If you want to know what psychotherapy is, start here. For many people in psychological distress, the route is all too clear – a visit to the general practitioner, anti-depressants and, in severe cases, hospitalization. The distinction between that path and the experience of psychotherapy – especially psychoanalysis – is rarely clear. Nini Herman makes an eloquent plea for a different approach. She takes the reader carefully through the meaning the main figures, the issues and above all, the process of psychotherapy. This is the first book which carefully describes that process in truly accessible terms. Read more…

Comparative Treatments for Relationship Dysfunction

: Dattilio, Frank

This couples therapy text allows real comparisons among different approaches due to a standard structure across chapters involving an analysis of a single case. The book edited by Frank M. Dattilio and Louis Bevilacqua demonstrates a variety of interventions available for treating relationship problems. Treatment approaches are divided into psychoanalytic, cognitive-behavioural and integrative therapies. The volume presents 18 different treatment modalities for the same case, demonstrating a rich variety of interventions available for treating relationship problems. Treatment approaches are divided into psychoanalytic, cognitive-behavioral and integrative therapies. For students who want to prepare for licensure or professional counselors and therapists who want to improve their practice with couples. Read more…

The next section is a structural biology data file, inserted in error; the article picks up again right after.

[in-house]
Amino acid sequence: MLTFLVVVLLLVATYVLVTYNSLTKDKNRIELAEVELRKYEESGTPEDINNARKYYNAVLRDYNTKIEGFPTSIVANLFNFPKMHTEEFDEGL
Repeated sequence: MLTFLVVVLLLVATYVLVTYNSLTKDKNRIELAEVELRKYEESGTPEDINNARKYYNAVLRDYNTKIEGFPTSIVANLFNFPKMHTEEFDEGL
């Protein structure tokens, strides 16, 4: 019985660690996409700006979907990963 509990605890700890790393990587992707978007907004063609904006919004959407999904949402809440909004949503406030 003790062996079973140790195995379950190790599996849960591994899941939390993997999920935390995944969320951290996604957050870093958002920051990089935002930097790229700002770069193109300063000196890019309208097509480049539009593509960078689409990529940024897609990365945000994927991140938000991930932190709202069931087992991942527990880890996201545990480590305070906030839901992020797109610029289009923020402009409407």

Stress and Emotion: A New Synthesis

: Lazarus, Richard

A sequel to “Stress, Appraisal and Coping”, this volume by Richard Lazarus explores the latest findings and trends in research and theory. It focuses on the rationale for a cognitive-mediational approach to stress and the emotions, and distinguishes between social, physiological and psychological stress. Topics include: work and family stress; chronic stress; traumatic stress disorders; crisis theory and management; stress in special groups such as ageing and the aged; children and adolescents; the stress of dislocation and immigration; stress and infections; the role of the nervous system; author’s view of the recent changes in psychotherapy. Read more…

The Ethical Attitude in Analytic Practice

: Solomon, Hester; Twyman, Mary

For analysts and therapists, working in intimate clinical settings, ethics is at the foundation of professional life. Yet the various depth psychological models have yet to provide an understanding of the relationship between professional ethics in the clinical setting and the origins and developments of the ethical attitude in the individual. This work seeks to remedy this omission and brings together practising psychoanalytic psychotherapists and Jungian analysts to explore the impact of the ethical dimension on contemporary analytic theory and practice. The book presents a series of in depth studies all written by practising analysts with a particular interest in professional ethical matters. Among the issues discussed are: the ethical implications for the analyst contemplating and negotiating the stages of retirement; the pressures in the analytic relationship that may contribute to unethical enactment’s; the ethics involved in the sensitive area of publication and the dissemination of clinical material; and the ethical requirements for analysts working in the wider contexts of society, including mental health provision. In a climate in which analytic and therapeutic practice is highly scrutinised by the public and the media, “The Ethical Attitude in Analytical Practice” by Hester Solomon and Mary Twyman makes an important contribution to the place of ethics in analytic theory building and day-to-day clinical practice, and in the psychoanalytic understanding of wider social and cultural ethical issues. Read more…